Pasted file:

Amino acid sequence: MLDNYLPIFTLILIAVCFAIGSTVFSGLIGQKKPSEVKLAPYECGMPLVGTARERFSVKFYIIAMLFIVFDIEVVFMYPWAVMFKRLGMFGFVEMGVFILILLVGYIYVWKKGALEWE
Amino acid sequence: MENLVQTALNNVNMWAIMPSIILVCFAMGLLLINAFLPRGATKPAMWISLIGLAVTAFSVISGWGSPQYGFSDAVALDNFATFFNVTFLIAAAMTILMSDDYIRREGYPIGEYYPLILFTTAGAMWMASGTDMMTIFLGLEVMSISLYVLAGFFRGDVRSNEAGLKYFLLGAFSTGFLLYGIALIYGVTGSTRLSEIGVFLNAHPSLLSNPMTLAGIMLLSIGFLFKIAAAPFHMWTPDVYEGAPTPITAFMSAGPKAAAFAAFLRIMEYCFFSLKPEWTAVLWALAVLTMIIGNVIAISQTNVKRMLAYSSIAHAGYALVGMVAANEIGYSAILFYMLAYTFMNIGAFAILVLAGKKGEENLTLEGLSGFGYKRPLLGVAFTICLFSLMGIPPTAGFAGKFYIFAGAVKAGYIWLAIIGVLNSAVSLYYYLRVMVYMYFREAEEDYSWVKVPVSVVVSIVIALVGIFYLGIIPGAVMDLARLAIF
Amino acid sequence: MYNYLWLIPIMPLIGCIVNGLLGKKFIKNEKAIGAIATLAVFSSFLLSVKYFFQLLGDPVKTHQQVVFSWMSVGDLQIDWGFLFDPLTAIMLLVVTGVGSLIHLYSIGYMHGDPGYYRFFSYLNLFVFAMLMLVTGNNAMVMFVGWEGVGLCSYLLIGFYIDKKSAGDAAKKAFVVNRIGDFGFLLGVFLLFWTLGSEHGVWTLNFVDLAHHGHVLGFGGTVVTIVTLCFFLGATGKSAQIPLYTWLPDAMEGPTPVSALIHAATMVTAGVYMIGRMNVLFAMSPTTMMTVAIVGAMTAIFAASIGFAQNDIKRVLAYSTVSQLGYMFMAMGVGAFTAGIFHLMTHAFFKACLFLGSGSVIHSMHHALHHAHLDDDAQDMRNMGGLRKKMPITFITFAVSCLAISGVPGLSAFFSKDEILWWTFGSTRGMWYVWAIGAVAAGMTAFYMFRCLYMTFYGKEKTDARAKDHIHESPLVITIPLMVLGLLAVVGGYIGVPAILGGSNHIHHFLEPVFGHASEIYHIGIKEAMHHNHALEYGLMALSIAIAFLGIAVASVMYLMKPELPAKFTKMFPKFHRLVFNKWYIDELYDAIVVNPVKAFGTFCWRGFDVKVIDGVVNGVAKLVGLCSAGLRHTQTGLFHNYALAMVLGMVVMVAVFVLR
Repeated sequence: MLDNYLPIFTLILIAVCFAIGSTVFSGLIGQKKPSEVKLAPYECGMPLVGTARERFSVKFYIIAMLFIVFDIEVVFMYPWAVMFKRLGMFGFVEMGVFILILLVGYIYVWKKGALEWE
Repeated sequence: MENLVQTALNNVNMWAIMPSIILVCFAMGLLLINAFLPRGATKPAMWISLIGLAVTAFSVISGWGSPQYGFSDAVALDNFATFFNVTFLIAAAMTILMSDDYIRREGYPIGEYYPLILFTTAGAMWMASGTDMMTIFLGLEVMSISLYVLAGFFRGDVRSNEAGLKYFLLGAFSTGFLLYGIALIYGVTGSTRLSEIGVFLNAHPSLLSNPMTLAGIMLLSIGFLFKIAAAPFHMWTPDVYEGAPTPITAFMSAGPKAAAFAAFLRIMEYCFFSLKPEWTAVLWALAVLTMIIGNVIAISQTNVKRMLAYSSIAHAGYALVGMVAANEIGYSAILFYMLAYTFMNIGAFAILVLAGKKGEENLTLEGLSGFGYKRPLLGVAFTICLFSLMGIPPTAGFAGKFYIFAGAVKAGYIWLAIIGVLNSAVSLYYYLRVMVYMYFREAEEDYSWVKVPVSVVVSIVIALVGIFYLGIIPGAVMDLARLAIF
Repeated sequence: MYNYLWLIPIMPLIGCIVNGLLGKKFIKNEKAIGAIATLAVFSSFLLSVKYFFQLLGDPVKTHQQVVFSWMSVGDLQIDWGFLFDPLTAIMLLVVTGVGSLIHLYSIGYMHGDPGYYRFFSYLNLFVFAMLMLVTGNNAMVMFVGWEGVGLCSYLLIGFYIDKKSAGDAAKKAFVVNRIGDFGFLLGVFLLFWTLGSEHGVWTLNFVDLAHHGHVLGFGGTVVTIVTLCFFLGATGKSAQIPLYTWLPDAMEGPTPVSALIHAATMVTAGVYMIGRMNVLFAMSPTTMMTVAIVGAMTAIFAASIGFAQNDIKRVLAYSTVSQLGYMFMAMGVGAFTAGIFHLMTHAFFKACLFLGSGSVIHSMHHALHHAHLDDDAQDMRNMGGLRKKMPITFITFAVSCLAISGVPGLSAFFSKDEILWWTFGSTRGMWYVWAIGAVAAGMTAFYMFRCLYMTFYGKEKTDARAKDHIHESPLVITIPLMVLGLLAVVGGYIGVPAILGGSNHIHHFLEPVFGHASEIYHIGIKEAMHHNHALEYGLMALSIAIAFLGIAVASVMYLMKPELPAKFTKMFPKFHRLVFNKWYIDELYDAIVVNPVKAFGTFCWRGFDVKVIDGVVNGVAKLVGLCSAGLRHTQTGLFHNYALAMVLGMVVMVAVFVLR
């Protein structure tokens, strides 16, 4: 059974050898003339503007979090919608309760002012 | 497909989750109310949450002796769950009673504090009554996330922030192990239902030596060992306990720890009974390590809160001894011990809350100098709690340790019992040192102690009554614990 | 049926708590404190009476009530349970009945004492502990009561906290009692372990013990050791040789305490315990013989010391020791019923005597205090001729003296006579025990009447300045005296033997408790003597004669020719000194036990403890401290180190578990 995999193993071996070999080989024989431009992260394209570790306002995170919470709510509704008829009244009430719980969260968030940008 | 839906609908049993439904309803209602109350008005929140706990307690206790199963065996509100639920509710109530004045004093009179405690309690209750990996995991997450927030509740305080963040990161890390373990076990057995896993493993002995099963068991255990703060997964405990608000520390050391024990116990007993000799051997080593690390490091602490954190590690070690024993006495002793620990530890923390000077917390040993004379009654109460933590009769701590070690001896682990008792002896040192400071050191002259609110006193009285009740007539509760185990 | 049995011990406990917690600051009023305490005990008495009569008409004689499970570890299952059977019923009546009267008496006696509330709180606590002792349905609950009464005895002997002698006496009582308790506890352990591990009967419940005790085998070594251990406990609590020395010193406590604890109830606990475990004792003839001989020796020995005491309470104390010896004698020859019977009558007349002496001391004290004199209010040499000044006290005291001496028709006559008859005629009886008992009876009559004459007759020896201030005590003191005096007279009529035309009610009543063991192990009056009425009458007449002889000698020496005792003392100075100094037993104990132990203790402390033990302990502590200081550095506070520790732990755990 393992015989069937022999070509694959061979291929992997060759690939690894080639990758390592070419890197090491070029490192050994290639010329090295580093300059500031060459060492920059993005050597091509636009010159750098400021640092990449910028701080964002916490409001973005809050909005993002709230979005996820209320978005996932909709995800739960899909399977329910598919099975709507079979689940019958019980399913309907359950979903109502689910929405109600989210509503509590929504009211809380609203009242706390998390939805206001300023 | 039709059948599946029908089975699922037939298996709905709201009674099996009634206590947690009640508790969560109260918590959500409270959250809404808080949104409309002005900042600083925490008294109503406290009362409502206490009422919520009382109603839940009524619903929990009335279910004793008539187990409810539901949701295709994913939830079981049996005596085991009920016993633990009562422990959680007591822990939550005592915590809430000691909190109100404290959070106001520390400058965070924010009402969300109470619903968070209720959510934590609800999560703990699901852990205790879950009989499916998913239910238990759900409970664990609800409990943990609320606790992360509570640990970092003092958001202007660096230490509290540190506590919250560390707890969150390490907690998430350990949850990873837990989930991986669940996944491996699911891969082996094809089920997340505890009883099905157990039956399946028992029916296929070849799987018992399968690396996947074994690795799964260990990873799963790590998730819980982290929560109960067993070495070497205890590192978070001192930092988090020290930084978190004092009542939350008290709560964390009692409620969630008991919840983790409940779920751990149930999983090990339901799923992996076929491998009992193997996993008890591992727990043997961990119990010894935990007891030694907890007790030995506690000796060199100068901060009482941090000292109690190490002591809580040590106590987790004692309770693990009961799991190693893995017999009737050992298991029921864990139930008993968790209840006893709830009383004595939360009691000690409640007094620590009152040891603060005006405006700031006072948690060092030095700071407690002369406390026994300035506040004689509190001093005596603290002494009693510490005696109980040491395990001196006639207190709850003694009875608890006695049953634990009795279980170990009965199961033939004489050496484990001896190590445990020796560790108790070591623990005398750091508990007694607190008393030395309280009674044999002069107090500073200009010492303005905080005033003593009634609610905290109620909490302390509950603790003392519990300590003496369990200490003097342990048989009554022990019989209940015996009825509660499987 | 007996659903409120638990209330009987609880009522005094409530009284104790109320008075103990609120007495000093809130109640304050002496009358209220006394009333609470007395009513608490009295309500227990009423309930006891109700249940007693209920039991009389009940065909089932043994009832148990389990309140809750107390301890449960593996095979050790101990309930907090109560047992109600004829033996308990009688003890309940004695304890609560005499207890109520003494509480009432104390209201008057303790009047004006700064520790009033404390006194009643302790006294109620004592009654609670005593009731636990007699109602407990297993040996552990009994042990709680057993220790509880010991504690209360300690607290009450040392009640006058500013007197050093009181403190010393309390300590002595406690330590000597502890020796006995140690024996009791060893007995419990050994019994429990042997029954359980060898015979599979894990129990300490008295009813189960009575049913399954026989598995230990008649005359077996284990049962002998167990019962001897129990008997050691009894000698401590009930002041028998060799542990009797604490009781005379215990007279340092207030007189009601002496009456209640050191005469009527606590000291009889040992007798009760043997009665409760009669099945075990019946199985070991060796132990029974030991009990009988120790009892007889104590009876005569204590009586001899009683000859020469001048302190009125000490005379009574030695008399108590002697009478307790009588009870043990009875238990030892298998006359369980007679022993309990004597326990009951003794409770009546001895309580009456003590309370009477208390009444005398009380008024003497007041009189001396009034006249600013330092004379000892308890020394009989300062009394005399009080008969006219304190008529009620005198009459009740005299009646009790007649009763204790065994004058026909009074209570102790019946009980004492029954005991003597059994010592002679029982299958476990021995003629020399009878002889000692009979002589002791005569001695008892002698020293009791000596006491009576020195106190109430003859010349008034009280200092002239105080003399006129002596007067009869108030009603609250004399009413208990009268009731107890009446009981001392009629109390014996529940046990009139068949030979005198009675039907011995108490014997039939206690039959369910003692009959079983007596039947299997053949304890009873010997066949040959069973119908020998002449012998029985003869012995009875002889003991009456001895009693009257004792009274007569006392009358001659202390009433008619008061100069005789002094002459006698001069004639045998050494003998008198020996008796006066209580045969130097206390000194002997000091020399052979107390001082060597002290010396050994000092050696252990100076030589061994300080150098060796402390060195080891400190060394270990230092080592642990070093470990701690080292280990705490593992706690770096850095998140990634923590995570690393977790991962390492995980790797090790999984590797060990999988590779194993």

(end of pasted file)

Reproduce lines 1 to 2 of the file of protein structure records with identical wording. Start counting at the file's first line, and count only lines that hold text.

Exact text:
Amino acid sequence: MLDNYLPIFTLILIAVCFAIGSTVFSGLIGQKKPSEVKLAPYECGMPLVGTARERFSVKFYIIAMLFIVFDIEVVFMYPWAVMFKRLGMFGFVEMGVFILILLVGYIYVWKKGALEWE
Amino acid sequence: MENLVQTALNNVNMWAIMPSIILVCFAMGLLLINAFLPRGATKPAMWISLIGLAVTAFSVISGWGSPQYGFSDAVALDNFATFFNVTFLIAAAMTILMSDDYIRREGYPIGEYYPLILFTTAGAMWMASGTDMMTIFLGLEVMSISLYVLAGFFRGDVRSNEAGLKYFLLGAFSTGFLLYGIALIYGVTGSTRLSEIGVFLNAHPSLLSNPMTLAGIMLLSIGFLFKIAAAPFHMWTPDVYEGAPTPITAFMSAGPKAAAFAAFLRIMEYCFFSLKPEWTAVLWALAVLTMIIGNVIAISQTNVKRMLAYSSIAHAGYALVGMVAANEIGYSAILFYMLAYTFMNIGAFAILVLAGKKGEENLTLEGLSGFGYKRPLLGVAFTICLFSLMGIPPTAGFAGKFYIFAGAVKAGYIWLAIIGVLNSAVSLYYYLRVMVYMYFREAEEDYSWVKVPVSVVVSIVIALVGIFYLGIIPGAVMDLARLAIF